These two camps highlight something we have collectively forgotten in the technology world: the circumstances that led to the smartphone revolution ushered in by the iPhone.
Here’s a simple thought experiment. Imagine that the iPhone was never invented, and we were left with a progressively souped-up iPod Touch. Would we still be talking about a smartphone revolution? If so, we might be here talking about the Nokia 770’s offspring realizing the vision of the “Fantastic Four”.
No, without the addition of the cellular phone component, there would have been no smartphone revolution. At the end of the day, the addition of that core function was essential as was, of course, the addition of a camera and Web connectivity. The access to an ever-growing repository of apps and great design was also a key contributing factor.
That’s why experts such as video management software firm Kit Digital’s Global Lead Analyst Alan Wolk believe that, in order for a second screen to succeed, it must replace the remote control. Just like smartphones replaced the pocket occupancy of feature phones, second screen devices — be they smartphones, tablets or something that has yet to be unveiled — need to replace that piece of plastic already on your couch.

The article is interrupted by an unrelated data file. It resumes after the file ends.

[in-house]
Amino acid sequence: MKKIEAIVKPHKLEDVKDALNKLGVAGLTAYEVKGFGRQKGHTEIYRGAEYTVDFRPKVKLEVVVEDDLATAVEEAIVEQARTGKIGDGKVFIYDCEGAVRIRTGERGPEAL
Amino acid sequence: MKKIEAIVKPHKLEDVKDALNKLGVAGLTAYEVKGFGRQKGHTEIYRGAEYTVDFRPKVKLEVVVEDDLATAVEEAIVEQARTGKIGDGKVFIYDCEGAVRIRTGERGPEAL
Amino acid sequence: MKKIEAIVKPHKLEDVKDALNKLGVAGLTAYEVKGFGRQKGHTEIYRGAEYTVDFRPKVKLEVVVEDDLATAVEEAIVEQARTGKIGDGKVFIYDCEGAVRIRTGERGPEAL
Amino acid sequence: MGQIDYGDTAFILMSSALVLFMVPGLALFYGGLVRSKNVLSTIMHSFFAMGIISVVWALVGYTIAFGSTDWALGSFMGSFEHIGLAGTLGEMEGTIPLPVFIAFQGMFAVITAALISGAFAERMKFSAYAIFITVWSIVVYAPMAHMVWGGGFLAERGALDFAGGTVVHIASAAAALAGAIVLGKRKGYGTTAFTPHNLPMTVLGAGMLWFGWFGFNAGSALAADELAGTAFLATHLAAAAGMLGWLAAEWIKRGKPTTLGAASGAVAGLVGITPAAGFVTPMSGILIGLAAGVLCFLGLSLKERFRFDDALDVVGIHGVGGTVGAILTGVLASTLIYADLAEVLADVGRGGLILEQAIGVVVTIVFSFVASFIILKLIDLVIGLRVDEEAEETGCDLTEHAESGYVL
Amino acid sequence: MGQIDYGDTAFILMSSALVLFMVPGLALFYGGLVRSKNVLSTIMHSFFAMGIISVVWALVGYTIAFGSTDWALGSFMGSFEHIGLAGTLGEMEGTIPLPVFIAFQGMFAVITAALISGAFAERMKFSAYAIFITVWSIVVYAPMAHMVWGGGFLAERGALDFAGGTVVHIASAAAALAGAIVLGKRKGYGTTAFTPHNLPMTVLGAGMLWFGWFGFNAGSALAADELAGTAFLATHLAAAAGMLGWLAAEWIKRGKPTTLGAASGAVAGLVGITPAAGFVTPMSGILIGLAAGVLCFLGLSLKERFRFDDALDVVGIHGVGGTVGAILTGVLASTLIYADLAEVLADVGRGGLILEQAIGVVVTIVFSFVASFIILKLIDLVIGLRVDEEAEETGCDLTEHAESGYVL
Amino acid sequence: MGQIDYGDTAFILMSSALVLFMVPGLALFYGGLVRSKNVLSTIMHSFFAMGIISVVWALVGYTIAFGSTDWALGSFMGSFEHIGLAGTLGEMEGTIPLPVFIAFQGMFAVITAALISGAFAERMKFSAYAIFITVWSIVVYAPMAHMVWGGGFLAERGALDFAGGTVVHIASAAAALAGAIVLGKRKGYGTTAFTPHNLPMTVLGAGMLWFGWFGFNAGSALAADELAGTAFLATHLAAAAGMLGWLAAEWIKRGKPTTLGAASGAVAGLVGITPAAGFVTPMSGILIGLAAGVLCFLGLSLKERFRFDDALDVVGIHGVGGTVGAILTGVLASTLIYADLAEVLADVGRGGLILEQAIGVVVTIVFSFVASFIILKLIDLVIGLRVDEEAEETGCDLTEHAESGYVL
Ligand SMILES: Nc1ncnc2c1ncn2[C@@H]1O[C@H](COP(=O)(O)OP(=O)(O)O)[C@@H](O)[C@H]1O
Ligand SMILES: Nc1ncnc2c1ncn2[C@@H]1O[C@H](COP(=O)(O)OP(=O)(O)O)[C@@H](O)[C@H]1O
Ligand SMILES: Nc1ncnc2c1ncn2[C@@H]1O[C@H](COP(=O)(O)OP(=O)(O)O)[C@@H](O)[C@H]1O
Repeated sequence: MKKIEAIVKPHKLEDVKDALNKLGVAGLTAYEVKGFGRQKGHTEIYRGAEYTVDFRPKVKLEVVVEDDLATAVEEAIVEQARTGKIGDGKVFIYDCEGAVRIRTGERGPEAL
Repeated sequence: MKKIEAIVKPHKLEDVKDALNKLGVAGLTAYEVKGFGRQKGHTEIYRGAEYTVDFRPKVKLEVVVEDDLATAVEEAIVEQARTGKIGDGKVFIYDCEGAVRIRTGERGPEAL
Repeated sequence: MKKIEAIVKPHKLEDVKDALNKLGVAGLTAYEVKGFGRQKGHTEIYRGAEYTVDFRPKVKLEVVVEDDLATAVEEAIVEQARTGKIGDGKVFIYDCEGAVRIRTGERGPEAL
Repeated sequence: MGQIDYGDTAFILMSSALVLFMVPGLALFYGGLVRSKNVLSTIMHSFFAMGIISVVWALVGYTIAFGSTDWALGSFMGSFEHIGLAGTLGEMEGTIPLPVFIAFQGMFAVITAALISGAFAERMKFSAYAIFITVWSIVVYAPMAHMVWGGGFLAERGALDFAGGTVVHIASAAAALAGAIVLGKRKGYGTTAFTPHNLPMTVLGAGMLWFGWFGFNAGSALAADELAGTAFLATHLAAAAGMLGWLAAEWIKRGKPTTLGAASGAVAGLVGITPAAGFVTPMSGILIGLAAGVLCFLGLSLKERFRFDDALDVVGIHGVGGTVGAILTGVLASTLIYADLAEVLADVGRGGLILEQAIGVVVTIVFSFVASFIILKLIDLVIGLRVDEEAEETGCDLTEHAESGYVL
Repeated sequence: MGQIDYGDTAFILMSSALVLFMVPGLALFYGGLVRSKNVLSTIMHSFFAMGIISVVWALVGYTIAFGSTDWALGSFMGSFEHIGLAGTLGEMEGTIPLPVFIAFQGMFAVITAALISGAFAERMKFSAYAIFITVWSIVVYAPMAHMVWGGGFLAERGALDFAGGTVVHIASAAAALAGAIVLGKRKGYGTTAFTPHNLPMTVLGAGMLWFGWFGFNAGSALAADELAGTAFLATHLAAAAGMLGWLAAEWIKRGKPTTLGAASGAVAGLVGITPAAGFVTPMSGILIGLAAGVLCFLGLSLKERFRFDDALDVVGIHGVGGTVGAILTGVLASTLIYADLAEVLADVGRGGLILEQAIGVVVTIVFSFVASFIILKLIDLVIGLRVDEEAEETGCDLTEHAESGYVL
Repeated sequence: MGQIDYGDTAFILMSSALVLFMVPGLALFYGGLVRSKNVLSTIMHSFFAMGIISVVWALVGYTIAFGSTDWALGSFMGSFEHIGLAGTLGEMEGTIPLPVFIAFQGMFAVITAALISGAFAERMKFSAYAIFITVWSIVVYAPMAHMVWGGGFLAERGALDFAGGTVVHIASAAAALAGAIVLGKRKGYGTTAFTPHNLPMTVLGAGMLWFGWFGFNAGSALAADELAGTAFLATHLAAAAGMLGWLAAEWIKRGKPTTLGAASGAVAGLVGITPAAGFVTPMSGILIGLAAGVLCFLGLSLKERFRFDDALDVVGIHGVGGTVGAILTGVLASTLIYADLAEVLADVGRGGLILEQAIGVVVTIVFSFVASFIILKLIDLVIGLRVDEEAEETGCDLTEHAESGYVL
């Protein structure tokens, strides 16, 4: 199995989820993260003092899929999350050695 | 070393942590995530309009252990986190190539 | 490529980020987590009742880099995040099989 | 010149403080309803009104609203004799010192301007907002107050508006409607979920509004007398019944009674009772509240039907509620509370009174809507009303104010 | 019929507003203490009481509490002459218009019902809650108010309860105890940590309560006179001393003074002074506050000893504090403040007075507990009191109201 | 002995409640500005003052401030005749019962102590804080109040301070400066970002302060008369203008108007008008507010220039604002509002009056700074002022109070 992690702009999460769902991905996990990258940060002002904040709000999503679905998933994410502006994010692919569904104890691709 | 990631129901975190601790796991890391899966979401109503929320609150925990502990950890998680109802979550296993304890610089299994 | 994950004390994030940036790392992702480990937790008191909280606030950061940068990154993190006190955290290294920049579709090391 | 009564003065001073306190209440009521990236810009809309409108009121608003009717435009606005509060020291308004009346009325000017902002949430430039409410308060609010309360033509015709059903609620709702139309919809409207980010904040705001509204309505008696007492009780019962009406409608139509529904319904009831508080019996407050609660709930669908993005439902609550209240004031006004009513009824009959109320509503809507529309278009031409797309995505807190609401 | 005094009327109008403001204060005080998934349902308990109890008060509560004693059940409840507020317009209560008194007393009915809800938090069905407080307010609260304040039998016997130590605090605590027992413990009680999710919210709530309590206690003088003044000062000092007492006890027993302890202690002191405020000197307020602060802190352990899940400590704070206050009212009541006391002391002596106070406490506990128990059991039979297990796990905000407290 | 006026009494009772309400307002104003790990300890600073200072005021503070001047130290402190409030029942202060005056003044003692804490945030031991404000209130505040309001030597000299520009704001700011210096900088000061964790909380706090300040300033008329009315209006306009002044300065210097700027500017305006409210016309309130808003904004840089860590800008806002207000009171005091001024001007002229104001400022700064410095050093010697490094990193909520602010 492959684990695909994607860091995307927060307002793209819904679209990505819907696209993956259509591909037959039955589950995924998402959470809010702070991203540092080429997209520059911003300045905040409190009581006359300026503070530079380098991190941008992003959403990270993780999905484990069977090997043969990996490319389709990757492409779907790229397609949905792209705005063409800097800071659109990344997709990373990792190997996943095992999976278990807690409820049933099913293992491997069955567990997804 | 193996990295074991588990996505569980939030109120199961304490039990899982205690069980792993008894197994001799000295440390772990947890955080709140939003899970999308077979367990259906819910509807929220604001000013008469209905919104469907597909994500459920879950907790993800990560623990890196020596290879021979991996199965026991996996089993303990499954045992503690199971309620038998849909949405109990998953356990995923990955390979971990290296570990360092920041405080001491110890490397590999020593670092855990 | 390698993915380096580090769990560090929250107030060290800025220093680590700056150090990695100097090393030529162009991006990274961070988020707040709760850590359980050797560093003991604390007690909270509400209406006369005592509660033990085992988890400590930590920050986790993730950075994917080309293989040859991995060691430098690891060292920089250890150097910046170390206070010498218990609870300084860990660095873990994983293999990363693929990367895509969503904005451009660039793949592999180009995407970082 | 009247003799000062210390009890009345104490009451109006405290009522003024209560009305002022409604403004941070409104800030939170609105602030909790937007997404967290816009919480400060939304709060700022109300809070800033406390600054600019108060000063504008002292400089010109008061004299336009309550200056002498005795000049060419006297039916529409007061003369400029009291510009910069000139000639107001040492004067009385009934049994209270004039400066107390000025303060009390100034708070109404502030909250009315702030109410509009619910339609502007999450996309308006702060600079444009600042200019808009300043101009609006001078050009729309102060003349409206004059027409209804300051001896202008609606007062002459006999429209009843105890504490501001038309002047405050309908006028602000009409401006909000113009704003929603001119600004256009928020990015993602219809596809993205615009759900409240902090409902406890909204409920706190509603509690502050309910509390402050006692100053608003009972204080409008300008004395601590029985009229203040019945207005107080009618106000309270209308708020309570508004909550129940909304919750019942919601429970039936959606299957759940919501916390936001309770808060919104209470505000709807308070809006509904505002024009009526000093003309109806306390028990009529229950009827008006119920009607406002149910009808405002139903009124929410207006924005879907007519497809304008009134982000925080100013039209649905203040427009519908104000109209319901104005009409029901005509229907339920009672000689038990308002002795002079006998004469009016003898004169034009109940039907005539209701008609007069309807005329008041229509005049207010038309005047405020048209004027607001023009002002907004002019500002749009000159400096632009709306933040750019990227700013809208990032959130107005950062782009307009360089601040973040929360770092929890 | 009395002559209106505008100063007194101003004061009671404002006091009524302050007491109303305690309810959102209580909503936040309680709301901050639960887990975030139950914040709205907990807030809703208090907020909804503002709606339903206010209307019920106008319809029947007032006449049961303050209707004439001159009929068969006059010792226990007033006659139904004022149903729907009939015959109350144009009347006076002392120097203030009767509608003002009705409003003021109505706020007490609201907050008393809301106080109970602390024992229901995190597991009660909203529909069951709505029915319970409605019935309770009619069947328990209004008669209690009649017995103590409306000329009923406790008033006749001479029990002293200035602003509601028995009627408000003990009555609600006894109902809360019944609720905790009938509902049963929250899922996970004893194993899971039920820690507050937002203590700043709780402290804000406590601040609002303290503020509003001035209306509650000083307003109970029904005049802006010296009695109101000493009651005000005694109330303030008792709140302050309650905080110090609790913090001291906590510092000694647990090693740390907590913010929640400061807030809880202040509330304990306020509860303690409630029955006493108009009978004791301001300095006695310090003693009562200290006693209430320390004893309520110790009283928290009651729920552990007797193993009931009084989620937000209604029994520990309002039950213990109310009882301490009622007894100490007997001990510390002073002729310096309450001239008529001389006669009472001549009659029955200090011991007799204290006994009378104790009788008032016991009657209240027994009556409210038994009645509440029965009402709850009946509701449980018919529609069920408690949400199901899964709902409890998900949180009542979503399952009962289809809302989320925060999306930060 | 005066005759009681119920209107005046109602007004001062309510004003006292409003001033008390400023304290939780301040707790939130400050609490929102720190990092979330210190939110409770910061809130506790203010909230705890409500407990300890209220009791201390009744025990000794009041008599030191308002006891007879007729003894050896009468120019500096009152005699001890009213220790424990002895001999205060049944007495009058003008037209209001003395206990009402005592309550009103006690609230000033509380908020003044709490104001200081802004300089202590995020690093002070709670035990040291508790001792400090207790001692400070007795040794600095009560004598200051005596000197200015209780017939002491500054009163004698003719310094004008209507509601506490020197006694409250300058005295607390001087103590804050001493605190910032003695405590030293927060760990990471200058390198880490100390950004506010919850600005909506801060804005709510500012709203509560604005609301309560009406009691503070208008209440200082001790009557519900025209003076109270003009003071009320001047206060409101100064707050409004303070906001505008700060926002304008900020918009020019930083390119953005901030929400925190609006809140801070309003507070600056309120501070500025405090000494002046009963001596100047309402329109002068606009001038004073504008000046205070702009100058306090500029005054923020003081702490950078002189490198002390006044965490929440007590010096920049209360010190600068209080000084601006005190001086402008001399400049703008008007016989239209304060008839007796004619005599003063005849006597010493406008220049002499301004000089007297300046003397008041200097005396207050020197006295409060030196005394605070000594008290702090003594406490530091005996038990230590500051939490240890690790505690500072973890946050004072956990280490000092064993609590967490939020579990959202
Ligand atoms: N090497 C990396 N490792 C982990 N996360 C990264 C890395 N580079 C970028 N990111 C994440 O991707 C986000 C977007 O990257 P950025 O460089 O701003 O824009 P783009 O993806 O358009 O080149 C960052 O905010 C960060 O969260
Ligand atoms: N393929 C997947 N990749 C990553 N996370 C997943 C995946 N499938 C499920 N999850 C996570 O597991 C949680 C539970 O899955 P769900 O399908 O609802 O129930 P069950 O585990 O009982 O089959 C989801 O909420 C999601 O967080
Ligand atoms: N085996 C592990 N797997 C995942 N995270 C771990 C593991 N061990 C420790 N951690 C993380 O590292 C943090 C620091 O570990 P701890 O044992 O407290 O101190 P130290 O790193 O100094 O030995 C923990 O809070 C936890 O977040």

“The killer app for any second screen device is the ability to change the channel. Without that, it’s just a novelty,” said Wolk via e-mail, “But give users the ability to act on the information they get from the app and you’ve got a serious tool. For most users, social TV and other second screen content will be a lucky-strike extra, something they use on occasion. An app that lets them search for content and change the channel, however, will be something they’ll soon wonder how they ever lived without.”
This replacement technology will likely do more than change the channel. It will eventually take on all of your television remote’s functions. That feels like a tall order, because this new tool would need to drive a number of devices (e.g. a receiver, set top box, and TV) made by manufacturers who seem to only agree on support for infrared remotes at this point.
Meanwhile, the first screen continues to be firmly fixed in living rooms. Connected television devices such as Roku and Apple TV add engaging apps. Additionally Apple TV, via the AirPlay standard, is also able to stream audio and video from compatible devices such as the iPad (although Google is mounting a challenge to Apple in that space. More on that later.). That’s why it is not surprising some people think this is a clearer path to the future.